Reusing and repurposing old furniture is my favorite way to decorate my house. When I take a step back and look at a piece of furniture for what it could be versus what it is, I feel inspired. Walking into a commercial big box furniture chain does not have the same kind of appeal for me anymore. Finding pieces that need a little bit of TLC, ones that will shine with even just a small amount of work, are my favorites. When the project is finished, you not only have a journey to the finished product to share, but the pride in doing something yourself.
I am actually attempting to decorate our farmhouse with all pieces that we have discovered and redone ourselves, at least as much as possible. I think I will stick with purchasing new mattresses, because….yea, eww.
For quite some time, I had been looking for a furniture piece for our entry way. I knew I wanted a chair of some sort, where people could comfortably sit and take off their shoes when they came in the front door. Pews are really popular right now, and I am a sucker for them too, but could not find any at the right price. On a recent visit to my parent’s house, I once again noticed the antique buggy my mom had sitting outside in the weather, and for the first time thought, “EUREKA”!
The antique horse buggy bench had been floating around in our family for as long as I can remember. I used to assign myself “timeouts” just so I could sit in that seat. Don’t ask, I was a weird kid. I asked my mom if I could take it home and restore it and was happily surprised when she said yes!
Due to its age and layers of old stain, I wasn’t sure the amount of work it would take to restore. After some initial cleaning, I realized just how weathered the wood was. There was some concern regarding even being able to salvage it. However, a little time and sanding energy went a long way!
When it was time to paint it, I decided on a white wash finish. This decision was so the buggy could be decorated with different throw pillows throughout the seasons. The wood was so brittle and desperate for moisture, it quickly absorbed that initial first coat. Unfortunately, what I thought would be a one or two coat max paint job, ended up being four coats and a sealant. I am still very happy with the final product, but hope to see more of the original wood grain in my next white wash project!
Supplies You Need:
- Your chosen piece of furniture, obviously! I choose not to deal with laminate pieces, such as those found at IKEA, or particle board furniture. This may seem like common sense, but in the past it has caused me a ton of heartache trying to paint over laminate! Just don’t!
- A Power Sander. The one below is basically my best friend. She and I have gone on quite a few adventures together now and she never does me wrong! Purchasing options here: Power Sander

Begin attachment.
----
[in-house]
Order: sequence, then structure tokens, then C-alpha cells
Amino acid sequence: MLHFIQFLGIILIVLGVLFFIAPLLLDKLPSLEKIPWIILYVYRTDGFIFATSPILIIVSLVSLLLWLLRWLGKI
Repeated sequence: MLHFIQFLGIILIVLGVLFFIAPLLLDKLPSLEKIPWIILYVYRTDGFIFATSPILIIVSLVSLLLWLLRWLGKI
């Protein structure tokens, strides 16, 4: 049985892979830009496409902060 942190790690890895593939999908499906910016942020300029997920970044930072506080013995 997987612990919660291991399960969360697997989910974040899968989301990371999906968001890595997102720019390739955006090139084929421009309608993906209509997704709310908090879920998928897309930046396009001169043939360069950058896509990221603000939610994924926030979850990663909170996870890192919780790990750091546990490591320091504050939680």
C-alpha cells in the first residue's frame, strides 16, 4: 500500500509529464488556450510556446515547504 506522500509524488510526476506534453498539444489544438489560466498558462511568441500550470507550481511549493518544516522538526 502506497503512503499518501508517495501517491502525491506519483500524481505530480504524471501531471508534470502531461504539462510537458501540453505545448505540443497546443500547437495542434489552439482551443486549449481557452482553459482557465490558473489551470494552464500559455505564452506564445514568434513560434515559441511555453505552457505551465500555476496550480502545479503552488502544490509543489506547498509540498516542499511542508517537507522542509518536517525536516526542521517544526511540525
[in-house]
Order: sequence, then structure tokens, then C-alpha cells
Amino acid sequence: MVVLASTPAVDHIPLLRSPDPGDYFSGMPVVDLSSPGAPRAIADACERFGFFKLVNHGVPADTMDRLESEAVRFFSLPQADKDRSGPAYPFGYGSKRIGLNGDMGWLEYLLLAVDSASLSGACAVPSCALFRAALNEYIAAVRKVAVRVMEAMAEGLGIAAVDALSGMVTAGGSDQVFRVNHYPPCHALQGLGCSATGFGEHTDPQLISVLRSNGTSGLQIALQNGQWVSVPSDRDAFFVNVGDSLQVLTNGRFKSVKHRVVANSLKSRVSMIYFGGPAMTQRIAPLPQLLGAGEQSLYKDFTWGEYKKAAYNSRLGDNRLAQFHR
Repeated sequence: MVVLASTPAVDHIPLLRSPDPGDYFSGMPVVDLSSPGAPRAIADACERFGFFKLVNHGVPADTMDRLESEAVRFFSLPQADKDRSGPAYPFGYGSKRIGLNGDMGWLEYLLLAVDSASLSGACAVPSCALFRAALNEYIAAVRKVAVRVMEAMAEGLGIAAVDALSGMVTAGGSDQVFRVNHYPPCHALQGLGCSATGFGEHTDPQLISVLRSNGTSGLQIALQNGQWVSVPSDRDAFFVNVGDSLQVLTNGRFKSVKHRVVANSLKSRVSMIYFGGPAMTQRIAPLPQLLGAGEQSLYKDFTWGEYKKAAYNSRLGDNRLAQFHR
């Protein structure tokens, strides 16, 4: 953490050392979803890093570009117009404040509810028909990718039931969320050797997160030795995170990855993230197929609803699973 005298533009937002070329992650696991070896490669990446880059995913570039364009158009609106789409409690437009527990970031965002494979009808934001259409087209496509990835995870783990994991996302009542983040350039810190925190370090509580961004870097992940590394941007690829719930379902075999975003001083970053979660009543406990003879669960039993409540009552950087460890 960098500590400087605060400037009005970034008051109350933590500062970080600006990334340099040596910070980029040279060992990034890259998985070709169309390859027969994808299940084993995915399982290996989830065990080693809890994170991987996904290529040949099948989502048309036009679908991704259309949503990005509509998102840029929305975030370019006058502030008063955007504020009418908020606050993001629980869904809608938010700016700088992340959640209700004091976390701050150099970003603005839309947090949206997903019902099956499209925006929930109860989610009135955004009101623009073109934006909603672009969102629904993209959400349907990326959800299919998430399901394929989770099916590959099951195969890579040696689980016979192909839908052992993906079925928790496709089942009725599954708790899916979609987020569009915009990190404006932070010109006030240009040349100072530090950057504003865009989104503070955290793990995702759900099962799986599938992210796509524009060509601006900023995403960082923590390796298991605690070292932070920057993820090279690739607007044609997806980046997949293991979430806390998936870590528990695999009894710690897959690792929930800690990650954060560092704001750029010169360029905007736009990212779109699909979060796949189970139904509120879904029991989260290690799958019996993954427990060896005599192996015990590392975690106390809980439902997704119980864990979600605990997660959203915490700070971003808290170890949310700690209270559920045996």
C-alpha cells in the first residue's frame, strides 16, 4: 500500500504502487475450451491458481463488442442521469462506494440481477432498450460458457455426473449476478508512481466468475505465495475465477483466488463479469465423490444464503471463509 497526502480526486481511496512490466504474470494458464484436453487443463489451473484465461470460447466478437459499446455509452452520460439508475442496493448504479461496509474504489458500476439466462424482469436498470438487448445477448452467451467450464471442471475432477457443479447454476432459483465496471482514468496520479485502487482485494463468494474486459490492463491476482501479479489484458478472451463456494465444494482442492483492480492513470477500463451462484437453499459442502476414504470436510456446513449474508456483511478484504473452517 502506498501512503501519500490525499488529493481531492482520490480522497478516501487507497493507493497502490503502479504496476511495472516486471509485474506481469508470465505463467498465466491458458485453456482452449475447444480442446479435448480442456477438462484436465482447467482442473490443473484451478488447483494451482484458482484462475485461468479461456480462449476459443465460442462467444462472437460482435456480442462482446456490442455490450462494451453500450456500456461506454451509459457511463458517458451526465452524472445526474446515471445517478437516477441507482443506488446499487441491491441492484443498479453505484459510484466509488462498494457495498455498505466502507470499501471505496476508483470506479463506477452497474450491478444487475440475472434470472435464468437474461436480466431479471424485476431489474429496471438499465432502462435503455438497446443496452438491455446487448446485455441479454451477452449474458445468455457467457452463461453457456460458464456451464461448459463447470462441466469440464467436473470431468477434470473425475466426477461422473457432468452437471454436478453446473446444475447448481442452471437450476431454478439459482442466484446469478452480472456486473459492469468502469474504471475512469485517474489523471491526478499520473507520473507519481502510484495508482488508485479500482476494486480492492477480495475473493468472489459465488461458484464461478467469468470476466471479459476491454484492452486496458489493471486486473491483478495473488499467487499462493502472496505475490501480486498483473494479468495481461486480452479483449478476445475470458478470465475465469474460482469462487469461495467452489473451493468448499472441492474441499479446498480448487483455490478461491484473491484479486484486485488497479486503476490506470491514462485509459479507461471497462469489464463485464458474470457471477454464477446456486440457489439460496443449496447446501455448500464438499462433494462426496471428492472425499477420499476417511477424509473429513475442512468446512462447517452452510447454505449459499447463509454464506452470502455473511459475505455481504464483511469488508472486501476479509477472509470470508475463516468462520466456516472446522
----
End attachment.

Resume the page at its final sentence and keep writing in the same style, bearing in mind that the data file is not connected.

- I recommend using a power sander for the large pieces and areas, but you should have a couple of sand paper or sanding sponges for crevices and small areas where large sanders won’t fit. When it comes to sand paper grit, there is an important difference to remember! For removing old paint and stain, I recommend using 60 to 80 grit sandpaper. Use higher grit paper, such as 120 grit for finishing touches and smoothing.
- Depending on the piece you choose to white wash, I would also recommend purchasing a Dremel. This tool is also considered one of my besties. A Dremel sands the hard to reach areas of furniture, such as ornate pieces with carvings. She also is just overall handy to have around the house, as she is so versatile. I used the Dremel of all the metal pieces on the buggy, which helped save a whole bunch of time and energy! Due to its versatility, this is just a great tool to have around the house. Purchasing options here: Dremel Hand Tool
- White wash with your preferred color wash. I chose Miniwax White Wash Pickling Water Based Wood Stain.
- A pack of paint brushes. Purdy is the brand I am currently using and have been happy with their quality. Purchasing options here: Purdy Paint Brushes
- For my project, I needed some spray paint for the metal pieces. I chose flat black spray paint from Valspar, which did the trick perfectly! Purchasing options here: Valspar Black Spray Paint
- Clear sealant as a final top coat. I used Miniwax Polycrylic Protective Finish. Purchasing options here: Protective Finish
Steps to white wash:
- Wipe off furniture surface with a clean, warm rag to remove dust and dirt. Remove all metal pieces, including knobs, handles, or in this case legs.
- Sand all surface areas, including crevices and carved areas.
- Use a rag with hot water and mild liquid soap to remove all sanding dust and debris. Let furniture piece dry completely.
- Put first coat of white wash/color wash on your furniture piece. Let the first coat fully dry. Evaluate if one coat is enough for the look you want. If not, apply a second coat, allowing it to fully dry as well.
- Use finishing sand paper to sand any drops of paint or uneven areas. Use the hot, soapy water again to remove the dust. Let dry. Repeat as needed.
- After applying all preferred coats, use one coat of a clear sealant to paint the entire buggy. This will protect the piece and slow the wear and tear process.
- Brag to your friends about what an amazing furniture restorator (that’s a word, right?!) you are. Place it in your home and decorate to your heart’s desire! I’d love to see pictures of any projects YOU have completed! Post them in my comments now, or tag me on instagram! #wildflowersranch